Say what you believe and believe what you say. Without that credo society breaks down. The cants include Schwarzenegger, Strauss-Kahn, and Wanjiru. These three headliners are respectfully American, French and Kenyan.
They are stars: political and commercial, and sports heroes. Wanjiru at the prime age of 24 was the world’s greatest marathon runner, and he killed himself yesterday when his wife found out about his affair.
Nairobi’s Capital FM radio station put it poetically: “[His] existence was intertwined by the sad pointer [of a] tortured genius, choosing to express himself through an excellent natural gift and reckless abandon in equal measure. Enigmas who no one, even himself knew.”
Gimme a break.
Nothing quite as poetic with the Terminator or Emperor Pretender. In fact once you leave dynamic African society, scandals don’t seem to be scandals, anymore.
My greatest personal disappointment was with John Edwards.
I’m a numbers guy. It’s very hard to get a handle on how many committed couples have affairs. It’s just too all-over-the-place. So-called “respected journals” like The Journal of Couple and Relational Therapy say 50%.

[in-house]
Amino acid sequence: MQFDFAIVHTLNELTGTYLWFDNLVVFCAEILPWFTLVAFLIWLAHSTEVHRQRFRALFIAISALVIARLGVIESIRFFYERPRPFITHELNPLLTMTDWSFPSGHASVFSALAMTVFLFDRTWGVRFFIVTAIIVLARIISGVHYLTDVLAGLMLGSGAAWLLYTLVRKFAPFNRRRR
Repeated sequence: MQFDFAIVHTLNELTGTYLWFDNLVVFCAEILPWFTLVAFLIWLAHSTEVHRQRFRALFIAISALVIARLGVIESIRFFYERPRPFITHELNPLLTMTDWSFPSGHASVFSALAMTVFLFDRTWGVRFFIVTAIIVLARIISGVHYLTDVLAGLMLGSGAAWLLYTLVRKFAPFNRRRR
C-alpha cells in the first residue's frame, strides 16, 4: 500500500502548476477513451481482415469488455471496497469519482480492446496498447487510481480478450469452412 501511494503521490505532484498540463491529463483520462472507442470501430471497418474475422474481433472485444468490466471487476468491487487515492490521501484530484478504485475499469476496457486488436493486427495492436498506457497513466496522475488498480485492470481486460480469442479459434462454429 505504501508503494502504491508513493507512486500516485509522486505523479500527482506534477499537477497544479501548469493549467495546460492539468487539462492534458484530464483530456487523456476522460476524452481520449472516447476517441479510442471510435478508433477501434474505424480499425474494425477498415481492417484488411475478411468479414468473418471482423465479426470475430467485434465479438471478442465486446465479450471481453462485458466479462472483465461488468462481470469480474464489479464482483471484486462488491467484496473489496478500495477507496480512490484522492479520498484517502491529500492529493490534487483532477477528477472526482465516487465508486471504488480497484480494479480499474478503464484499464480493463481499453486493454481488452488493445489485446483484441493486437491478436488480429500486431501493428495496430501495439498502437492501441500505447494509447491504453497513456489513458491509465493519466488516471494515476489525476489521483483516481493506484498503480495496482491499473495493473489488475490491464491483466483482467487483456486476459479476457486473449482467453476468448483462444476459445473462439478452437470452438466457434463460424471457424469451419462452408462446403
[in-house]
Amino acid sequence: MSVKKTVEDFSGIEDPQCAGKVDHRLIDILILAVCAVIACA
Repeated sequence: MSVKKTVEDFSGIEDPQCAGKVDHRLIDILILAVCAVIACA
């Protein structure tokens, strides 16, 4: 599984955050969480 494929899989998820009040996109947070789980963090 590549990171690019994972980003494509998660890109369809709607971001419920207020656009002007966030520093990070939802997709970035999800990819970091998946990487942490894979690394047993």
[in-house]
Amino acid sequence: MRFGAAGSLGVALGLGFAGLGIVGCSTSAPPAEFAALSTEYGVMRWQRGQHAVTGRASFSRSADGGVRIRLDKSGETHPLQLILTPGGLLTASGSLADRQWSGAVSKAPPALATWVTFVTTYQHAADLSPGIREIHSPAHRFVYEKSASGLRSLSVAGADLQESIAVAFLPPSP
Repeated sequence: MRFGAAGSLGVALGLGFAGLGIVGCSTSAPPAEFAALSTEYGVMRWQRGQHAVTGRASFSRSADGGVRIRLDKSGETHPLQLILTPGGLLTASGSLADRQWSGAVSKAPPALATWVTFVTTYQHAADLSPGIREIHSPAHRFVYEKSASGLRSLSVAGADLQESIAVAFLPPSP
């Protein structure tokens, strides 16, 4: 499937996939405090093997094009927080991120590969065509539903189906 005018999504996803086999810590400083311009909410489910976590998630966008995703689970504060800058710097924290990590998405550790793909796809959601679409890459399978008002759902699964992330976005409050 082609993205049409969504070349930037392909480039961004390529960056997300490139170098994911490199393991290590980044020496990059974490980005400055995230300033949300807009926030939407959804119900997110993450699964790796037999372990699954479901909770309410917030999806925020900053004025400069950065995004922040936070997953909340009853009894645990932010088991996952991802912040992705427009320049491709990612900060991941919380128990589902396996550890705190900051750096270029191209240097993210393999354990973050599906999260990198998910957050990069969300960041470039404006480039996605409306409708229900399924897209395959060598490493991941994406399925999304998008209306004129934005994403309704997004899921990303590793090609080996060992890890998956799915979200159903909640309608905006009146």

But that’s a European group, and I think their main interest is selling their books and therapy.
Although it’s been a decade since any American university studies, that’s what I’d believe: Judith Treas, a sociologist at the University of California-Irvine, concluded 11 % and pronounced, “There isn’t any evidence of an infidelity epidemic.” The numbers were more or less the same as a University of Chicago study in 1994. Michael Kinsey concurred.
And so that leaves me and my cohorts in grey society all quite ordinary, in a grand majority of all the less influential and colorful bodies on earth. Oh, but wait! Zuma! Jacob Zuma!
The President of South Africa makes no bones about his affairs. He doesn’t have to. He just marries them, and right now, they number 12. It poses great difficulties when he travels on State visits. The Maitre D’ doesn’t know who to put on the place card.
I’m not the only person who’s made fun of the President’s polygamy. In South Africa it’s a serious issue. And the fact he doesn’t have to cheat, he just marries again, doesn’t mean the man “Says what he believes and believes what he says.” Zuma’s in a ton of trouble in that regards.
So is sexual infidelity, which breaks the credo, public infidelity? If you lie to your partner, do you lie to your constituency? to your clients? to your business partners? to your children? to your supporters?
Is this just a goofy topic… or a real issue?
National Enquirer readers want to know.